Exoplanet hunting takes time, a fact that is well demonstrated in the case of a newly confirmed gas giant. Eight times as massive as Jupiter, it orbits a star much like the Sun but at a distance vast enough (300 AU) to place it well within the Kuiper Belt if it were in our own system. 1RXS 1609 b was first reported back in September of 2008 when David Lafrenière (now at the University of Montreal) and team used adaptive optics to take direct images and spectra of the object, which can be seen in the image below.
Image: First released in September of 2008: Gemini adaptive optics image of 1RXS J160929.1-210524 and its ~8 Jupiter-mass companion (within red circle). This image is a composite of J-, H- and K-band near-infrared images. All images obtained with the Gemini Altair adaptive optics system and the Near-Infrared Imager (NIRI) on the Gemini North telescope. Credit: Gemini Observatory.
This was thought to have been the first planet directly imaged around a Sun-like star, but the question was whether the object was gravitationally associated with the star, something that only time would tell. There was always the possibility that what the astronomers had found was a chance alignment. Says Lafrenière:
“Back in 2008 what we knew for sure was that there was this young planetary mass object sitting right next to a young Sun-like star on the sky. Our new observations rule out this chance alignment possibility, and thus confirm that the planet and the star are related to each other.”
So what do we know about the planet circling 1RXS 1609, other than its mass? For one thing, the team’s subsequent work has shown that there are no additional planets of Jupiter mass or greater in this system, which makes the planet intriguing in terms of planetary formation models. Time again enters into the equation — as we continue observations for several more years, we should be able to learn more about the planet’s orbit, which will take more than 1000 years to complete. A circular orbit would imply formation at a great distance from the host star.
But a non-circular or unbound orbit would tell a different tale, indicating that the planet may have formed close to its star only to become involved in a gravitational encounter with another object that resulted in its being flung into the outer system. We do know that this is a warm place, with an estimated temperature of 1800 Kelvin (1500 degrees Celsius), much hotter than Jupiter. That’s consistent with the young age of the system (roughly five million years). The contraction of the planet under its own gravity, once ended, will let the object cool down by radiating infrared light, but it may not reach Jupiter levels (160 Kelvin in the cloud tops) for several billion years.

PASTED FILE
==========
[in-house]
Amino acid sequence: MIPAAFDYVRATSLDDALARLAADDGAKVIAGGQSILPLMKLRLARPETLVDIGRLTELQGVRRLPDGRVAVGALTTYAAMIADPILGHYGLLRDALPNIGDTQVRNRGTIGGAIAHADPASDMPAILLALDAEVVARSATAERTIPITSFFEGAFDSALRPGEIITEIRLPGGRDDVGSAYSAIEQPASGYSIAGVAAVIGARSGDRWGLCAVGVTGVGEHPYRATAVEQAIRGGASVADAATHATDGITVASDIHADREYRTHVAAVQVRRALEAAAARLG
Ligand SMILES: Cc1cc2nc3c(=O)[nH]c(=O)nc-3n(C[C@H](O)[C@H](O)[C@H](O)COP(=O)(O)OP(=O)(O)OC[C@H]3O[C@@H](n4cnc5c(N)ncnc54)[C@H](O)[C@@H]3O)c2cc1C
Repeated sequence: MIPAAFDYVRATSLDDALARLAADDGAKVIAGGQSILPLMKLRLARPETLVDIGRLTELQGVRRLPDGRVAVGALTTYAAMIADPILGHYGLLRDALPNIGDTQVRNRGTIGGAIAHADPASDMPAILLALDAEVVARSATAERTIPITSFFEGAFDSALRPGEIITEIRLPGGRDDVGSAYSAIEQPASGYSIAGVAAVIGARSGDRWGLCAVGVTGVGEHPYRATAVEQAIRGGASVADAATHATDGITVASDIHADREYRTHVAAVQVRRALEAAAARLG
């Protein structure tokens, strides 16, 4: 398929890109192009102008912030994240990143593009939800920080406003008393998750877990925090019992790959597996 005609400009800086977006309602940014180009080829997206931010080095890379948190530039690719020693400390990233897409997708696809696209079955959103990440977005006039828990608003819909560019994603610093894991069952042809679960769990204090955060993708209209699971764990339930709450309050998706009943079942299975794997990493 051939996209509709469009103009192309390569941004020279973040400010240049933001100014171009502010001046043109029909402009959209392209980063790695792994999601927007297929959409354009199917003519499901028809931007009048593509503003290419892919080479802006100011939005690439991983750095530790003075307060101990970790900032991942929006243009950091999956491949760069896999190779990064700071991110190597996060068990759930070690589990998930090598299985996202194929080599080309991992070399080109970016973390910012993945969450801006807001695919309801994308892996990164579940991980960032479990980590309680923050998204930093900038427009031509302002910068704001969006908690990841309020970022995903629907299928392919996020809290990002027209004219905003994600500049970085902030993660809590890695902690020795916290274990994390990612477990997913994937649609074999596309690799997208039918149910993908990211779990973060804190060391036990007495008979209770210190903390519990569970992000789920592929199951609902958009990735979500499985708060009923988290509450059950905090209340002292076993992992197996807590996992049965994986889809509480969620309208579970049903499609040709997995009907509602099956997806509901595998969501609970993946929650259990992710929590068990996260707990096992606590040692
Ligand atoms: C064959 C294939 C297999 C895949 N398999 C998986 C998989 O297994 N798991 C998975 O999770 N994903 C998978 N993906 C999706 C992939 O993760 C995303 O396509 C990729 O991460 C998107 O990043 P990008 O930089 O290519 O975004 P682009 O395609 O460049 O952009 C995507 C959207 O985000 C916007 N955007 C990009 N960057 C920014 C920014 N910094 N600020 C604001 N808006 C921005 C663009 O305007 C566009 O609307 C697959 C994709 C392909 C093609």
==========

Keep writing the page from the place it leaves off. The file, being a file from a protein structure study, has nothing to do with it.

Lafrenière notes that his team was able to obtain a spectrum of the object back in 2008, finding absorption features due to water vapor, carbon monoxide and molecular hydrogen in the atmosphere. We’ve found other planets through direct imaging, including the trio orbiting HR 8799 (more massive and five times as luminous as the Sun), but the odd outlier circling 1RXS 1609 provides plenty of fodder for planet formation theorists. From the preprint on this work:
The planetary mass companion 1RXS J1609-2105 b is the least massive known to date with an orbital separation of a few hundreds of AU… [T]he existence of such a low mass companion orbiting so far away from its star poses a great challenge for star and planet formation models. Indeed, all main modes of formation — core accretion, gravitational instability or binary-like formation — and migration — disk interaction or planet-planet interaction — face some obstacles when trying to account for such a companion.
The paper is Lafrenière et al., “The Directly Imaged Planet around the Young Solar Analog 1RXS J160929.1-210524: Confirmation of Common Proper Motion, Temperature and Mass,” accepted by the Astrophysical Journal (preprint).